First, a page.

After Melody's first ever table-dance, the customer requests yet a second dance to her amazement: "WHAT? You want ANOTHER dance? But you've already seen all of me!" Her reaction subtlety sums up how ludicrous it is that such an act as taking off your clothes for money can carry so much social & legal controversy. Seconds later Melody falls off the stool, landing ass-first on the floor, & without a hint of sarcasm, humorlessly replies, "I'm so sorry! The nuns never taught me how to dance on a stool."

Although Melody has always been restricted to an "adults-only readership," the comic is not without it's own history of controversy. In the early nineties, Melody caused enough sensation that the comic book was denounced by Family Circle magazine as "pornography in the guise of cartoons." Shortly after this statement was published, explains Boivin, 4 employees of a small comic book shop in Toronto were charged with "possession & sales of obscene materials," following a complaint made by a customer's mother who recognized Melody on the wall of the shop. And unfortunately, the owner of this comic store, Planet Earth, was unable to appeal the charges & soon closed up for good.

"A month later, another comic store was raided by Toronto's Morality Squad," says Boivin, "this time they seized 400 magazines, one of which was Melody, even though they were kept in a restricted area & only available to those 18 years & over. Again, the staff was charged & soon after the store decided to no longer carry "adult" publications. Not long after this, the police raided Andromeda Distribution's warehouse & because of charges brought against them, they decided to stop distribution of 66 comics that "may be considered obscene," one of which was Melody."

What is considered obscene or not by Canadian law is not such a "clean-cut affaire." As Boivin explains, "it's more about intimidation. Just the idea that a shop-owner might get busted will cause the shop-owner not to carry the book -even though he probably wouldn't get busted."

"As a result of this "comic scandal" of the early nineties, Andromeda, the largest Canadian distributor at that time, went bankrupt a few years later. Now there's only ONE distributor worldwide -American distributor Diamond & because they know that Canada is problematic in terms of "adult" publications, no "adult" comics are now being distributed in Canada. But this now has more to do directly with Canada Customs." Boivin continues, "Now no adult comic books, & we're talking about THOUSANDS OF BOOKS, are being imported into Canada."

"What's most ironic is that the first issue of a new Melody series, Melody on Stage, will soon be made available almost everywhere but in its own country of origin." Melody has a new American publisher, Eros Comix, an affiliate of Fantagraphics, but because of dreaded Canada Customs problems we'll have to cross the border ourselves just to get a copy.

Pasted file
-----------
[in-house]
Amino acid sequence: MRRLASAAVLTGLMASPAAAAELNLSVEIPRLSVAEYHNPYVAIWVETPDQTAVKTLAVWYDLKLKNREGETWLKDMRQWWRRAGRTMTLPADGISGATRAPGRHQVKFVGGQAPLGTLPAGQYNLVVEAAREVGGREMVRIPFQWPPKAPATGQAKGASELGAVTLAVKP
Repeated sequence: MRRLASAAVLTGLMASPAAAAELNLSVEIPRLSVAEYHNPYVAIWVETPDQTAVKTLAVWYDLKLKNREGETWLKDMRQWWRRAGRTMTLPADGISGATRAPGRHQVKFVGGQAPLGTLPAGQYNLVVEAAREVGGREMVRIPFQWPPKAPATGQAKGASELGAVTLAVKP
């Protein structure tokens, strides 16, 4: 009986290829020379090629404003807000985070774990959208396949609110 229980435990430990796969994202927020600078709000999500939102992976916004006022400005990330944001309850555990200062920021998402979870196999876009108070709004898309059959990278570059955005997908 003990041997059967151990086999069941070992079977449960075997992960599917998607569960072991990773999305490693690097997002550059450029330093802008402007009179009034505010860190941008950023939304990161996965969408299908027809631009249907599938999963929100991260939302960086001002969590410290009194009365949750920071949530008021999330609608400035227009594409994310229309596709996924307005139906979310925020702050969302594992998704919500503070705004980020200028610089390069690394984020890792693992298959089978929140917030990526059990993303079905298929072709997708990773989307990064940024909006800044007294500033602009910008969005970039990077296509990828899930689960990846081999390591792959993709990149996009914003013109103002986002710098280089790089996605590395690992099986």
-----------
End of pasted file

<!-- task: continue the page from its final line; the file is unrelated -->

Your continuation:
For possible previous Montreal copies of Melody that might have passed under the radar of our self-appointed moral guardians try FICHTRE, rue 436 de Bienville or MILLENNIUM, 451 Marie-Anne East.

© 2001, Mia Dee

May 24, 2001


It is safe as well as depressing to assume that the young (I.E. new) "music scene" in Montreal is functionally dead end & it is time to acknowledge that this has to do in no small part with the state of fanhood. Extant punk-cum-new wave bands have virtually no hope of drawing new faces to their shows. Those who will show up in the future bear a nearly one-to-one correspondence with those who have shown up in the past. Thus the bands cannot aspire to ascend the ladder of quality measured by where they play, the kind of sound equipment they use & the standard of performance in general. A new band can be drastically misled because while it can accumulate a following that appears to grow & become more fervent, this following has a fixed outer limit -it won't extend beyond a certain number, or even a certain type of an audience. Ironically, as the new band gets better (as it is bound to do with experience), it will have to diminish its expectations.

This inverted, even perverted situation can only engender a compromised sound: the band resorts to equating mass appeal with success & blurs the distinction between accessibility & integrity.

It is pretty obvious that an inherent interdependence exists between performers & fans & that this relationship is grossly misunderstood in Montreal. For one, a performance of any kind can only remain one, by definition, in the presence of an audience; as such, it is the nature of a performance to build in & even characterize its audience. This is why such a premium is placed on taste in records, books, etc… For we all know that our aesthetic choices indicate a lot about us as people.

Given that an audience is postulated by a performance, what is the role of this audience? A fine line gives the tension that anyone who has ever been a member of an audience recognizes as delineating his/her role: somewhere between participant (by making the performance a performance) & judge. Now, these two are nearly mutually exclusive, & in their near cancellation of one another, they provide a good measure for the aesthetic success of a performance. The better the performance, the more reconciled these two roles become, so that for example, with a band, thinking that it is putting on a good show & getting up to dance, (clap, or whatever) become one & the same.